Open Market Operations

Open market operations play an important role in steering interest rates, managing the liquidity situation in the market and signalling the monetary policy stance. Five types of instruments are available to the Eurosystem for its open market operations. The most important instrument is the reverse transaction. The Eurosystem may also make use of outright transactions, the issuance of ECB debt certificates, foreign exchange swaps and collection of fixed-term deposits. Open market operations are initiated by the ECB, which decides on the instrument to be used and on the terms and conditions. It is possible to execute open market operations on the basis of standard tenders, quick tenders or bilateral procedures.

Four types of open market operation:

Depending on their aim, regularity and procedure, open market operations can be grouped under following categories:

(1) The main refinancing operations are regular liquidity-providing reverse transactions with a frequency and maturity of normally one week. These operations are executed on a decentralised manner by the NCBs on the basis of standard tenders and according to an indicative calendar for the Eurosystem's regular tender operations'. The main refinancing operations play a pivotal role in fulfilling the aims of the Eurosystem's open market operations and normally provide the bulk of refinancing to the financial sector.

(2) The longer-term refinancing operations are liquidity-providing reverse transactions with a monthly frequency and a maturity of normally three months. The Eurosystem may also conduct non-regular longer-term operations, with a maturity longer than that of the MROs. These operations are aimed at providing counterparties with additional longer-term refinancing and are executed by the NCBs on the basis of standard tenders.

(3) Fine-tuning operations are executed on an ad hoc basis to manage the liquidity situation in the market and to steer interest rates, in particular in order to smooth the effects on interest rates caused by unexpected liquidity fluctuations. Fine-tuning operations are primarily executed as reverse transactions, but may also take the form of foreign exchange swaps or the collection of fixed-term deposits. The instruments and procedures applied in the conduct of fine-tuning operations are adapted to the types of transaction and the specific objectives pursued in performing the operations. Fine-tuning operations are normally executed by the NCBs through quick tenders or bilateral procedures. The Eurosystem may select a limited number of counterparties to participate in fine-tuning operations. Under exceptional circumstances, the ECB's Governing Council shall decide whether fine-tuning operations may be executed by the ECB itself or by the selected NCBs.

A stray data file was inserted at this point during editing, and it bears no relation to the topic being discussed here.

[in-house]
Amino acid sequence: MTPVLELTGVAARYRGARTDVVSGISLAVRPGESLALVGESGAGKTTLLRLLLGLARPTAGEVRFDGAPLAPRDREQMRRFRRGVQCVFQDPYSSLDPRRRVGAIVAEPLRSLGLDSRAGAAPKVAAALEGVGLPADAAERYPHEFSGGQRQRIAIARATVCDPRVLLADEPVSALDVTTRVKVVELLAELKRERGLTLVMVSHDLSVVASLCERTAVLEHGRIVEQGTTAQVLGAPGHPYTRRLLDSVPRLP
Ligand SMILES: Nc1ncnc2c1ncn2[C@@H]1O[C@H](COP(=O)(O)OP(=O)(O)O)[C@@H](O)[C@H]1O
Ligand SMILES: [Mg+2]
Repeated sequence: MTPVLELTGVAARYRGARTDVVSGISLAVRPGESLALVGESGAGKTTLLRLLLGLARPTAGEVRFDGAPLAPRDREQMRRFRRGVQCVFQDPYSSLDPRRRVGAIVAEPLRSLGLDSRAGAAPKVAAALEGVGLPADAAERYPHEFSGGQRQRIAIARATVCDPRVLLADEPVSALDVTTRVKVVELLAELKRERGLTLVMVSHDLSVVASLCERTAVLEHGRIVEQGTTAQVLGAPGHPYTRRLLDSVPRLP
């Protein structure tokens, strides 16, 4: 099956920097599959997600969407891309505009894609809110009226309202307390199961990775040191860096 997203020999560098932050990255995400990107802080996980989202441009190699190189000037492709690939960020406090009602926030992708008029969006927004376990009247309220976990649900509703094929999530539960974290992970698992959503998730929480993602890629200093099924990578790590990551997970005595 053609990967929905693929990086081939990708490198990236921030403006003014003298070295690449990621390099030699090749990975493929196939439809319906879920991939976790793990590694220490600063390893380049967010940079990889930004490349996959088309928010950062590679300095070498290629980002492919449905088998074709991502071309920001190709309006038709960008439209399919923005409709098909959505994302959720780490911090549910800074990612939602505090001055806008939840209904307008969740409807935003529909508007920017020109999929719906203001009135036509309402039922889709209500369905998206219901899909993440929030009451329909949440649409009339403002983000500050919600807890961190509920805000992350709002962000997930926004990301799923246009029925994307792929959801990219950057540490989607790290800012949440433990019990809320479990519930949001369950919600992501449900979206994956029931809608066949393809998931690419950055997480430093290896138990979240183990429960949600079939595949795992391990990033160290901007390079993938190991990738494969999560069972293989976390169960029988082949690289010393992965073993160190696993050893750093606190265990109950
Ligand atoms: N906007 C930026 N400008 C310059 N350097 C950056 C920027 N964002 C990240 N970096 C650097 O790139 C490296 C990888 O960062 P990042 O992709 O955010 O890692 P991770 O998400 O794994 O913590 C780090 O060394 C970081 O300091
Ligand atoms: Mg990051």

(4) In addition, structural operations can be carried out by the Eurosystem through reverse transactions, outright transactions and the issuance of debt certificates. These operations are executed whenever the ECB wishes to adjust the structural position of the Eurosystem vis-à-vis the financial sector. Structural operations in the form of reverse transactions and the issuance of ECB debt certificates are carried out by the NCBs through standard tenders. Structural operations in the form of outright transactions are normally executed through bilateral procedures.

For terms, conditions and results of tender operations see:

https://www.ecb.europa.eu/press/calendars/caleu/html/index.en.html

https://www.ecb.europa.eu/mopo/implement/omo/html/index.en.html

Another important links:

https://www.ecb.europa.eu/mopo/implement/omt/html/index.en.html

https://www.ecb.europa.eu/mopo/implement/omo/tltro/html/index.en.html